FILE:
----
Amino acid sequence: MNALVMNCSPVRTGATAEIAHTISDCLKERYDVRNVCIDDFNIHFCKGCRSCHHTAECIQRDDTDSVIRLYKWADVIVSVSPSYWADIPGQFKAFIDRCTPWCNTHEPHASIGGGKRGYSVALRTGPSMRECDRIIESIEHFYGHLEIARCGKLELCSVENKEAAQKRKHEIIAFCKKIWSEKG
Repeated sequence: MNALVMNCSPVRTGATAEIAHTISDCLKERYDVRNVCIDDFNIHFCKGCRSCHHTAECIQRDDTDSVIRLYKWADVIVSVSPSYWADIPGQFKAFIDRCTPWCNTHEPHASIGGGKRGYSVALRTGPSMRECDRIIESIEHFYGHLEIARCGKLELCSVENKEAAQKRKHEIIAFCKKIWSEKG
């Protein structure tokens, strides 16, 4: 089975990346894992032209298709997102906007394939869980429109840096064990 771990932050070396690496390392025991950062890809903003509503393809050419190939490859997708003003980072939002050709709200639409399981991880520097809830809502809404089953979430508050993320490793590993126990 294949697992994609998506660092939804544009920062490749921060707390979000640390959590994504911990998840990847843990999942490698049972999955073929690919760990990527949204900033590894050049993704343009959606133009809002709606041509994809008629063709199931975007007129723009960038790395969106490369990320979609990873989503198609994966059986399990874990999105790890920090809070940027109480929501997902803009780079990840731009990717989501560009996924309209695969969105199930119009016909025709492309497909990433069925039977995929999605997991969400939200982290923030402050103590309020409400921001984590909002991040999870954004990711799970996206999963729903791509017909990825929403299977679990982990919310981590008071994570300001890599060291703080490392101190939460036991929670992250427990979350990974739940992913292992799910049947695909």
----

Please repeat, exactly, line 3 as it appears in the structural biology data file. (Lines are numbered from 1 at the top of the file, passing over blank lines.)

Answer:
């Protein structure tokens, strides 16, 4: 089975990346894992032209298709997102906007394939869980429109840096064990 771990932050070396690496390392025991950062890809903003509503393809050419190939490859997708003003980072939002050709709200639409399981991880520097809830809502809404089953979430508050993320490793590993126990 294949697992994609998506660092939804544009920062490749921060707390979000640390959590994504911990998840990847843990999942490698049972999955073929690919760990990527949204900033590894050049993704343009959606133009809002709606041509994809008629063709199931975007007129723009960038790395969106490369990320979609990873989503198609994966059986399990874990999105790890920090809070940027109480929501997902803009780079990840731009990717989501560009996924309209695969969105199930119009016909025709492309497909990433069925039977995929999605997991969400939200982290923030402050103590309020409400921001984590909002991040999870954004990711799970996206999963729903791509017909990825929403299977679990982990919310981590008071994570300001890599060291703080490392101190939460036991929670992250427990979350990974739940992913292992799910049947695909």